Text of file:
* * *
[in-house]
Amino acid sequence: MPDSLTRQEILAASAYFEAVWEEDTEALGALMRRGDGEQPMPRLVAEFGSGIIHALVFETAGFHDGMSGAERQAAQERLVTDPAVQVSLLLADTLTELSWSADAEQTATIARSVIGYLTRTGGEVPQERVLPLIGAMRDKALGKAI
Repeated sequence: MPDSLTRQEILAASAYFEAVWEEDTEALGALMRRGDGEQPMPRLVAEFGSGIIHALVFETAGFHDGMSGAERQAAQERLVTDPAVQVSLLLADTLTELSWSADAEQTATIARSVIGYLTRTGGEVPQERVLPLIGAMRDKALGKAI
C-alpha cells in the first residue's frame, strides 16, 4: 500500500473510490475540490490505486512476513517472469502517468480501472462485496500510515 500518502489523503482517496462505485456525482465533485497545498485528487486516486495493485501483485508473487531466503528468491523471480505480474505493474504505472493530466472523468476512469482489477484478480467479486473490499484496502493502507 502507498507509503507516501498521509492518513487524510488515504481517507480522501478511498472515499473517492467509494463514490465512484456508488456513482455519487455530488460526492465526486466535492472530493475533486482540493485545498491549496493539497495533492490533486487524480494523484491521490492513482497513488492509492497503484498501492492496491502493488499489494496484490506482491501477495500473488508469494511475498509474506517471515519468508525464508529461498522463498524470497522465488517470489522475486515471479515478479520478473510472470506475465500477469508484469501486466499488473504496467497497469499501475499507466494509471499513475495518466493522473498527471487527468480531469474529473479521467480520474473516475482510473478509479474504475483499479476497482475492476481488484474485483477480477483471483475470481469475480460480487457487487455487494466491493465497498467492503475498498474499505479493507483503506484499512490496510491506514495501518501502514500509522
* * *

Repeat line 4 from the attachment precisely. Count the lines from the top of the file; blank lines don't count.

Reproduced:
C-alpha cells in the first residue's frame, strides 16, 4: 500500500473510490475540490490505486512476513517472469502517468480501472462485496500510515 500518502489523503482517496462505485456525482465533485497545498485528487486516486495493485501483485508473487531466503528468491523471480505480474505493474504505472493530466472523468476512469482489477484478480467479486473490499484496502493502507 502507498507509503507516501498521509492518513487524510488515504481517507480522501478511498472515499473517492467509494463514490465512484456508488456513482455519487455530488460526492465526486466535492472530493475533486482540493485545498491549496493539497495533492490533486487524480494523484491521490492513482497513488492509492497503484498501492492496491502493488499489494496484490506482491501477495500473488508469494511475498509474506517471515519468508525464508529461498522463498524470497522465488517470489522475486515471479515478479520478473510472470506475465500477469508484469501486466499488473504496467497497469499501475499507466494509471499513475495518466493522473498527471487527468480531469474529473479521467480520474473516475482510473478509479474504475483499479476497482475492476481488484474485483477480477483471483475470481469475480460480487457487487455487494466491493465497498467492503475498498474499505479493507483503506484499512490496510491506514495501518501502514500509522